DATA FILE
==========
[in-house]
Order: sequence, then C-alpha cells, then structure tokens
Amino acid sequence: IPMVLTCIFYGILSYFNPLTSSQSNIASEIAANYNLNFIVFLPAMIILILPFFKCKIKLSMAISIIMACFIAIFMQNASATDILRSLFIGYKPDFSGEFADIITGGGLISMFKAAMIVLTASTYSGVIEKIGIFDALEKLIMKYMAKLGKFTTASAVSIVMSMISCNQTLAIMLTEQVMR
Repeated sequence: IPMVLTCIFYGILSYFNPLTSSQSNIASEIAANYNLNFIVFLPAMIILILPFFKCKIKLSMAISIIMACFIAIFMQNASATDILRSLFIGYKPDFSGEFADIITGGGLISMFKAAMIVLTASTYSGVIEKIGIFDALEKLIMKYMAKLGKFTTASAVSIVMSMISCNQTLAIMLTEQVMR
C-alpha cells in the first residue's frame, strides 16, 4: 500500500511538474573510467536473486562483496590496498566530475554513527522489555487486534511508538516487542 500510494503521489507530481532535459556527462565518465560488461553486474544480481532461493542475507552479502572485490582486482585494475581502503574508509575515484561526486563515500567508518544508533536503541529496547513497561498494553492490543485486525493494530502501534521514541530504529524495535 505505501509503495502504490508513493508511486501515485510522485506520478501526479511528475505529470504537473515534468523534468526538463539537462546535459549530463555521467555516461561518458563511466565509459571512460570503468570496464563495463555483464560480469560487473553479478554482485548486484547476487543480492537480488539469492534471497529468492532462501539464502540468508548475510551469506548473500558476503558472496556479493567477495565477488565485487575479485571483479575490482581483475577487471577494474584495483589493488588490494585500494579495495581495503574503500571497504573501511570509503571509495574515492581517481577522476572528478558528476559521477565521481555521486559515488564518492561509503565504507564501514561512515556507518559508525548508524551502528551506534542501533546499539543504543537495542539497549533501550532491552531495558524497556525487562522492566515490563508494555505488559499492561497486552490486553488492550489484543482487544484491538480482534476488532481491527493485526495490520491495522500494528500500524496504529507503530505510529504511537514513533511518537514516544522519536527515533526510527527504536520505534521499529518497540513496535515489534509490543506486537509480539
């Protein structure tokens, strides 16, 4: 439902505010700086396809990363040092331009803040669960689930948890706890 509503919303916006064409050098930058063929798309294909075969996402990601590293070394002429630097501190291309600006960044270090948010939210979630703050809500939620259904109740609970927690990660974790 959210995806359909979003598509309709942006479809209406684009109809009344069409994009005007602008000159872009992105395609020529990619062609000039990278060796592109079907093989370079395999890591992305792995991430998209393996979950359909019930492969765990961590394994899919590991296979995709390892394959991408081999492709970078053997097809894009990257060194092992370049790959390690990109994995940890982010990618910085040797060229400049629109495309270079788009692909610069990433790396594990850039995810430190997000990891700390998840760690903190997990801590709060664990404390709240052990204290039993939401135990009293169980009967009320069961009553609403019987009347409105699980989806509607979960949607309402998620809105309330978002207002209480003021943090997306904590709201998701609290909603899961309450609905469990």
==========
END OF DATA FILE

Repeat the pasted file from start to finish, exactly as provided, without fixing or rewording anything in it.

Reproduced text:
[in-house]
Order: sequence, then C-alpha cells, then structure tokens
Amino acid sequence: IPMVLTCIFYGILSYFNPLTSSQSNIASEIAANYNLNFIVFLPAMIILILPFFKCKIKLSMAISIIMACFIAIFMQNASATDILRSLFIGYKPDFSGEFADIITGGGLISMFKAAMIVLTASTYSGVIEKIGIFDALEKLIMKYMAKLGKFTTASAVSIVMSMISCNQTLAIMLTEQVMR
Repeated sequence: IPMVLTCIFYGILSYFNPLTSSQSNIASEIAANYNLNFIVFLPAMIILILPFFKCKIKLSMAISIIMACFIAIFMQNASATDILRSLFIGYKPDFSGEFADIITGGGLISMFKAAMIVLTASTYSGVIEKIGIFDALEKLIMKYMAKLGKFTTASAVSIVMSMISCNQTLAIMLTEQVMR
C-alpha cells in the first residue's frame, strides 16, 4: 500500500511538474573510467536473486562483496590496498566530475554513527522489555487486534511508538516487542 500510494503521489507530481532535459556527462565518465560488461553486474544480481532461493542475507552479502572485490582486482585494475581502503574508509575515484561526486563515500567508518544508533536503541529496547513497561498494553492490543485486525493494530502501534521514541530504529524495535 505505501509503495502504490508513493508511486501515485510522485506520478501526479511528475505529470504537473515534468523534468526538463539537462546535459549530463555521467555516461561518458563511466565509459571512460570503468570496464563495463555483464560480469560487473553479478554482485548486484547476487543480492537480488539469492534471497529468492532462501539464502540468508548475510551469506548473500558476503558472496556479493567477495565477488565485487575479485571483479575490482581483475577487471577494474584495483589493488588490494585500494579495495581495503574503500571497504573501511570509503571509495574515492581517481577522476572528478558528476559521477565521481555521486559515488564518492561509503565504507564501514561512515556507518559508525548508524551502528551506534542501533546499539543504543537495542539497549533501550532491552531495558524497556525487562522492566515490563508494555505488559499492561497486552490486553488492550489484543482487544484491538480482534476488532481491527493485526495490520491495522500494528500500524496504529507503530505510529504511537514513533511518537514516544522519536527515533526510527527504536520505534521499529518497540513496535515489534509490543506486537509480539
């Protein structure tokens, strides 16, 4: 439902505010700086396809990363040092331009803040669960689930948890706890 509503919303916006064409050098930058063929798309294909075969996402990601590293070394002429630097501190291309600006960044270090948010939210979630703050809500939620259904109740609970927690990660974790 959210995806359909979003598509309709942006479809209406684009109809009344069409994009005007602008000159872009992105395609020529990619062609000039990278060796592109079907093989370079395999890591992305792995991430998209393996979950359909019930492969765990961590394994899919590991296979995709390892394959991408081999492709970078053997097809894009990257060194092992370049790959390690990109994995940890982010990618910085040797060229400049629109495309270079788009692909610069990433790396594990850039995810430190997000990891700390998840760690903190997990801590709060664990404390709240052990204290039993939401135990009293169980009967009320069961009553609403019987009347409105699980989806509607979960949607309402998620809105309330978002207002209480003021943090997306904590709201998701609290909603899961309450609905469990």